Between a rock and hard place: Amsterdam’s city council and the Erotic Centre

In the sedate and affluent neighbourhood Amsterdam Zuid, residents do not get their feathers ruffled easily. When the urban planner and acclaimed architect Hendrik Berlage (1856-1934) designed ‘Plan Zuid’ in the early twentieth century, the city hoped the district would house residents from the impoverished, overpopulated and criminalized neighbourhoods of Jordaan and De Pijp, where they lived in in dark, dank and damp conditions. By moving the city’s poor to a new neighbourhood with spacious tree-lined avenues and esthetically designed Art Deco architecture designed by the Amsterdamse School, the city hoped they would become more law-abiding citizens. However, once Plan Zuid with its playful and unique use of yellow brick and red terracotta rooftiles was realized, Amsterdam’s upper and middle classes were also interested in living there, and the neighbourhood turn into one of the poshest and most desirable districts of the city. More than a hundred years later, it still prides itself on its upper-class residents, chic restaurants and upscale shops.

However, since Amsterdam’s city council’s decision last year to create an Erotic Centre in Zuid, to alleviate the city centre’s Red-Light District of its tourists and criminal activities. The city council not only wants to make sex work safe for the workers, but also to reduce the number of tourists in the Red-Light District and make the city centre safer for the residents. Therefore, similar to the early-twentieth century plans of moving the poor from the centre to another district, in early 2022 the city proposed relocating part of Amsterdam’s prostitution activities to one of eight locations, outside of the city centre, where they will be safer. The new Erotic Centre will facilitate 100 sex workers – women, men and LGBTIQI+. In early February 2023, the city announced and shortlisted three locations for the new Erotic Centre: near the NSDM wharfs in Amsterdam Noord, the green belt just south of RAI event hall, and along the Europaboulevard in Amsterdam Zuid.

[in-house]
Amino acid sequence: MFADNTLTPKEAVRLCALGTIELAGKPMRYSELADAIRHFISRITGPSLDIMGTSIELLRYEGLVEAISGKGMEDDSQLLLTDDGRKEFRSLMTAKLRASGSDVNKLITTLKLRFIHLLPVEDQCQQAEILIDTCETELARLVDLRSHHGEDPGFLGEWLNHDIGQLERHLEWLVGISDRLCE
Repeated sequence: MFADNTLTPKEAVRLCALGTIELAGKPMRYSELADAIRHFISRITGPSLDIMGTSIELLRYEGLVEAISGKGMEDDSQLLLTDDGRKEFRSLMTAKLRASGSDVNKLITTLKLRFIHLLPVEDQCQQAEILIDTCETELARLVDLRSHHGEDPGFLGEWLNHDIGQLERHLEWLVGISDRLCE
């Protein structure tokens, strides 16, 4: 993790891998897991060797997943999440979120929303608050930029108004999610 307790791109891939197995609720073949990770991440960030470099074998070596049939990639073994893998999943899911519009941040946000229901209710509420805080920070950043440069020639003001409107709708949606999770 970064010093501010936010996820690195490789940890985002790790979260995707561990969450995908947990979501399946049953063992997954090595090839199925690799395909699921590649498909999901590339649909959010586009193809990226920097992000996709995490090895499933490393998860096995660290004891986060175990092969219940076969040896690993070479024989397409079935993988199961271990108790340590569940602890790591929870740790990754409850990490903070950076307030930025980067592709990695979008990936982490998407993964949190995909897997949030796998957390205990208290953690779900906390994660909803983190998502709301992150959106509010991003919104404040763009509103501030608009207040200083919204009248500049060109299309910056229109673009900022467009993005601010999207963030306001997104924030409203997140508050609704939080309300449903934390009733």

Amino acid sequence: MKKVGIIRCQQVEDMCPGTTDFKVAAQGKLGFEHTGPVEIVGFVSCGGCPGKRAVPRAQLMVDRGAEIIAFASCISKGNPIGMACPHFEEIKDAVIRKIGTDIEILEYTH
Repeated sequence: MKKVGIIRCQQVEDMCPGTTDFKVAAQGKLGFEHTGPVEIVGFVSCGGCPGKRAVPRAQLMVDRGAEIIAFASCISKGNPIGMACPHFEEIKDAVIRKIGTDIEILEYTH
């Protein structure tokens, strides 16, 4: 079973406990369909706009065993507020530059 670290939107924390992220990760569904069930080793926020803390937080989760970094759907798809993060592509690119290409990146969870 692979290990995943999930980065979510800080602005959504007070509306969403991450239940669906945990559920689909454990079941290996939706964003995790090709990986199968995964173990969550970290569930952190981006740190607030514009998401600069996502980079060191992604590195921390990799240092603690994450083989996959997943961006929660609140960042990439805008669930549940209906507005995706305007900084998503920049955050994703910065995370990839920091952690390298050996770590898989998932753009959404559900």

Despite the city council’s good intentions, the residents of Amsterdam Zuid, but also of the other to proposed locations, are not happy with the prognosis of the seedy elements that tend to hover around prostitution. Across the street from the one of the suggested location in Amsterdam Zuid is a school with approximately 4,000 students. A stone’s throw away is Beatrixpark, a green oasis in the middle of Amsterdam Zuid, where children can freely play and locals can walk their dogs. Residents fear that an Erotic Centre in the middle of the neighbourhood will attract criminal elements, cause traffic problems, and even drive real estate prices down. Residents near the NSDM Wharfs in Amsterdam Noord were equally upset that their neighbourhood was short-listed. In the last ten years the area has turned into an upcoming hotspot for creatives, where trendy bars and restaurants have spouted up. Most businesses fear an Erotic Centre will not attract a desirable clientele.

On the one hand, the city wants to clean up the Red-Light District, reduce the amount of crime, make it safer for sex workers, and transform the area into a regular neighbourhood, while on the other hand the council is transferring the problems of the neighbourhood to another location. The only advantage of the current plans is that it would reduce the number of tourists in Red-Light District. In the meantime, the residents of Amsterdam Zuid are not taking the city council’s policy sitting down. To date, more than 5,400 residents have signed a petition protesting the new Erotic Centre, arguing that it would disrupt the lives of the children in the neighbourhood, threaten the peace in Beatrixpark, and cause problems for the safety of passengers at RAI and Amsterdam Zuid subway stations. Due to the complexity of implementing the plan, policymakers suggest that it might take three to ten years before the new Erotic Centre is eventually realized. Amsterdam’s city council is scheduled to make a final decision in the fall of 2023. However, whatever the decision, the council is caught between a rock and hard place.

Written by Benjamin Roberts